Curricular Unit: Mission to Mars

Contributed by: Integrated Teaching and Learning Program, College of Engineering, University of Colorado Boulder

Two illustrations of human movement to/on Mars, the Red Planet:  A space vehicle drops via three striped parachutes onto the planet's surface. A vehicle on wheels moves over the surface of Mars.
Students explore the Red Planet
Copyright © NASA Goddard Space Flight Center


The Mission to Mars unit introduces students to Mars, often called the Red Planet. Students discover why everyone is so interested in studying this mysterious planet. Many interesting facts about Mars are revealed, and the history of Martian exploration is reviewed. Students learn about the development of robotics and how robots are beneficial to science, society and the exploration of space. Details on engineers' involvement in space exploration are explained, such as how orbits enable astronauts to move from planet to planet and what type of equipment is used by scientists and engineers to safely explore space. The specific details on and human risks for a possible future "humanned" mission to Mars (and back to Earth again!) are explored.

Engineering Connection

Engineers have played various roles in the long history of exploring the Red Planet. In the mid-20th century, engineers designed rockets and probes that provided the first, up-close visuals of the mysterious planet. And, aerospace and electrical engineers designed and fabricated surface exploration equipment so that we could explore the planet in person! Today, engineers continue to work with scientists to develop reliable orbiters, rovers, aircraft and human transport for future missions.

Engineers know that risks are always involved with the exploration of space—just as in our daily lives. But for optimum human health and safety, engineers do their best to minimize risks by extensive testing and smart design of transportation, appliances, equipment and products. Engineers make our exploration of space possible and safe!

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Educational Standards

Each TeachEngineering lesson or activity is correlated to one or more K-12 science, technology, engineering or math (STEM) educational standards.

All 100,000+ K-12 STEM standards covered in TeachEngineering are collected, maintained and packaged by the Achievement Standards Network (ASN), a project of D2L (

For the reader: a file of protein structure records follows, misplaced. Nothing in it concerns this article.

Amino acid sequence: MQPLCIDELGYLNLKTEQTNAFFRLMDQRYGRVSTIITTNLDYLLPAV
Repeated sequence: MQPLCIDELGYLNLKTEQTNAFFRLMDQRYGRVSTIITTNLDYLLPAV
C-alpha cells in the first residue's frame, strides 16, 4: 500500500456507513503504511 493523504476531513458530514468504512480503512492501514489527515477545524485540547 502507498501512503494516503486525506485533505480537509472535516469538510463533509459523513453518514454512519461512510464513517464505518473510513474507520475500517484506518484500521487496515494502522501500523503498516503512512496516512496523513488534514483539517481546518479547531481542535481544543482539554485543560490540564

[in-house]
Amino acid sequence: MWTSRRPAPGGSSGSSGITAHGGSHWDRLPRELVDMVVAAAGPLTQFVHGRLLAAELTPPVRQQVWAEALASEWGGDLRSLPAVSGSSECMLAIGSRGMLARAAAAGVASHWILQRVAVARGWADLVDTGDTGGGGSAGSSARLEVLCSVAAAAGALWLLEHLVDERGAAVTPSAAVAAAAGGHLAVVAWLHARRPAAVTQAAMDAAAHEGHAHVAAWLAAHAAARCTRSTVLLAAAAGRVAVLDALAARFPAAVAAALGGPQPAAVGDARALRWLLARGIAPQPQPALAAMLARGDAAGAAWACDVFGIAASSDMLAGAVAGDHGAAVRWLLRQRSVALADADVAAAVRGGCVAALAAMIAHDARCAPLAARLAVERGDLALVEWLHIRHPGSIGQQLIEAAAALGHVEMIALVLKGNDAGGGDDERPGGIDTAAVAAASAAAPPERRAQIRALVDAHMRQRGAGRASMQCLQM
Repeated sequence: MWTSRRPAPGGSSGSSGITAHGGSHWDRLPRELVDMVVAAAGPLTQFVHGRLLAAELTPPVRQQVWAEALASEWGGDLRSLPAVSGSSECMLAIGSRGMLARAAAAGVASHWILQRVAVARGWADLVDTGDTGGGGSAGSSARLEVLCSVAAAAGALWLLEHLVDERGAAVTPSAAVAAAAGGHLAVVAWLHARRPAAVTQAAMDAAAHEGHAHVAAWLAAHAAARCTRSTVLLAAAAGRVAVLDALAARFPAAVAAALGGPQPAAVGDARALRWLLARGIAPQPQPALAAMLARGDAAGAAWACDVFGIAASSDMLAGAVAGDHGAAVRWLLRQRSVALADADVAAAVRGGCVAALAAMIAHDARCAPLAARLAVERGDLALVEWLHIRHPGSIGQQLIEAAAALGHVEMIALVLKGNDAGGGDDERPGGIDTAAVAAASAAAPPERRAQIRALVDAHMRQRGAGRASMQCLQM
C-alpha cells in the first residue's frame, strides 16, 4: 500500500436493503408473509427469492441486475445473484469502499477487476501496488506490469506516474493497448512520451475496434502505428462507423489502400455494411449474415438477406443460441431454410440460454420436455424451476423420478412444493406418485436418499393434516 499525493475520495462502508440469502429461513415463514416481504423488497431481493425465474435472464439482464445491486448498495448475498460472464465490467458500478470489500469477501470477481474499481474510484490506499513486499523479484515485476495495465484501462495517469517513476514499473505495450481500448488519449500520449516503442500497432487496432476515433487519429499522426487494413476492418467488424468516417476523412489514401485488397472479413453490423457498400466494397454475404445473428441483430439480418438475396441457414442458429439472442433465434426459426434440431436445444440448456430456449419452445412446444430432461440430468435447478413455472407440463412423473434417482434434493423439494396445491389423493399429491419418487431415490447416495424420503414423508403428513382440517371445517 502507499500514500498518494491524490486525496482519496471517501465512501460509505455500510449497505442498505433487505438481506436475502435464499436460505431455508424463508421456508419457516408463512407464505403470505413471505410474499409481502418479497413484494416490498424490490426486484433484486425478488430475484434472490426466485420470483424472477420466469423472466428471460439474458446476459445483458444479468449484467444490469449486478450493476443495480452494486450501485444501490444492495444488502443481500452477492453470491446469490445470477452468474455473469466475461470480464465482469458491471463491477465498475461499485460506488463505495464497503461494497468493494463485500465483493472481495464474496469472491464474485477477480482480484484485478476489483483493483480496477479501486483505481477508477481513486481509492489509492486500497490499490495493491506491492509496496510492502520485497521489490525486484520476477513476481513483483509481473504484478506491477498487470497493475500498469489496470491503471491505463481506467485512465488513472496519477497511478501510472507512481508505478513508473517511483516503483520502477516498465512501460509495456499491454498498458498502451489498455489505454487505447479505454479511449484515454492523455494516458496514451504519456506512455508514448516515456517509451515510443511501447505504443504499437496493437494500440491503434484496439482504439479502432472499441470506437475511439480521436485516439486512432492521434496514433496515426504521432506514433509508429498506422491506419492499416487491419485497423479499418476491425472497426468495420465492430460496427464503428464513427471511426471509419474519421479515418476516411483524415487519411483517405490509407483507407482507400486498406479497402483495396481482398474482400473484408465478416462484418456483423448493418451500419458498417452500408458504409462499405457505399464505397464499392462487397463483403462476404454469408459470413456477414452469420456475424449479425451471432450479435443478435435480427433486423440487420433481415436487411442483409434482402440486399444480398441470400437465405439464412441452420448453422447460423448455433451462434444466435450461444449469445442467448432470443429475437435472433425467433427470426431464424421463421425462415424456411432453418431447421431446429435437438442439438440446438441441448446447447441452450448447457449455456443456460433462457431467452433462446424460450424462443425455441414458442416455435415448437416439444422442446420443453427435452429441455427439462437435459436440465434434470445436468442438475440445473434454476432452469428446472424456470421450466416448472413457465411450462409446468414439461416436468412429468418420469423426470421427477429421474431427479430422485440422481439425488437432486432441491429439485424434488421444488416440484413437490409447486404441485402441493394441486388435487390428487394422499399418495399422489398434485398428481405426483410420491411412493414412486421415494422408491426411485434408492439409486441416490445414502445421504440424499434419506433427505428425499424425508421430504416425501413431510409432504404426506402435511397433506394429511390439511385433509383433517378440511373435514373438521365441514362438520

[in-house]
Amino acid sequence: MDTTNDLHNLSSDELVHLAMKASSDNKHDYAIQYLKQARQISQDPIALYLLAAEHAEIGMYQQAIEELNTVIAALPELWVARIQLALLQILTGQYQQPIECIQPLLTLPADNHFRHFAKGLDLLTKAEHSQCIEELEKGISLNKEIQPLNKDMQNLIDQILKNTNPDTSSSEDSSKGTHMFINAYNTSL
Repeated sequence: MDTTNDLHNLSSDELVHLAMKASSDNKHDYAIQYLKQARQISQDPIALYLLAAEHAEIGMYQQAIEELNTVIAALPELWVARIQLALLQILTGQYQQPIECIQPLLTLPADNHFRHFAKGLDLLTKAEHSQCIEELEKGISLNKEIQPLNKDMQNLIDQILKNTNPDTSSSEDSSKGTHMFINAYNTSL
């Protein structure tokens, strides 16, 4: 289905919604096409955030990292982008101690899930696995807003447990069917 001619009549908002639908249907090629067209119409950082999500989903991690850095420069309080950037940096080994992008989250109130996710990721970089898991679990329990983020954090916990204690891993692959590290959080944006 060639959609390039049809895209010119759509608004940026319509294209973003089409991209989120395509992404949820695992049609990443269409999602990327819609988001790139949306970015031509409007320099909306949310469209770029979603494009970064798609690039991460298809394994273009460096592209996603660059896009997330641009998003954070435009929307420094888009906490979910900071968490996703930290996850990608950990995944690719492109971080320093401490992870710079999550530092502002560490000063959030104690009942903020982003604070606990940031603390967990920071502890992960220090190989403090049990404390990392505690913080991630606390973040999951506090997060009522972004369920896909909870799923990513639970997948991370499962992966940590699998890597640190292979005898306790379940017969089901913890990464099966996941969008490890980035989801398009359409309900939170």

In the ASN, standards are hierarchically structured: first by source; e.g., by state; within source by type; e.g., science or mathematics; within type by subtype, then by grade, etc.

  • Analyze and interpret data to determine scale properties of objects in the solar system. (Grades 6 - 8) Details... View more aligned curriculum... Do you agree with this alignment?
  • Define the criteria and constraints of a design problem with sufficient precision to ensure a successful solution, taking into account relevant scientific principles and potential impacts on people and the natural environment that may limit possible solutions. (Grades 6 - 8) Details... View more aligned curriculum... Do you agree with this alignment?
  • Fluently divide multi-digit numbers using the standard algorithm. (Grade 6) Details... View more aligned curriculum... Do you agree with this alignment?
  • Fluently add, subtract, multiply, and divide multi-digit decimals using the standard algorithm for each operation. (Grade 6) Details... View more aligned curriculum... Do you agree with this alignment?
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Unit Schedule


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© 2009 by Regents of the University of Colorado

Supporting Program

Integrated Teaching and Learning Program, College of Engineering, University of Colorado Boulder


The contents of these digital library curricula were developed under grants from the Fund for the Improvement of Postsecondary Education (FIPSE), U.S. Department of Education, and the National Science Foundation (GK-12 grant no. 0338326). However, these contents do not necessarily represent the policies of the U.S. Department of Education or National Science Foundation, and you should not assume endorsement by the federal government.

Last modified: March 24, 2017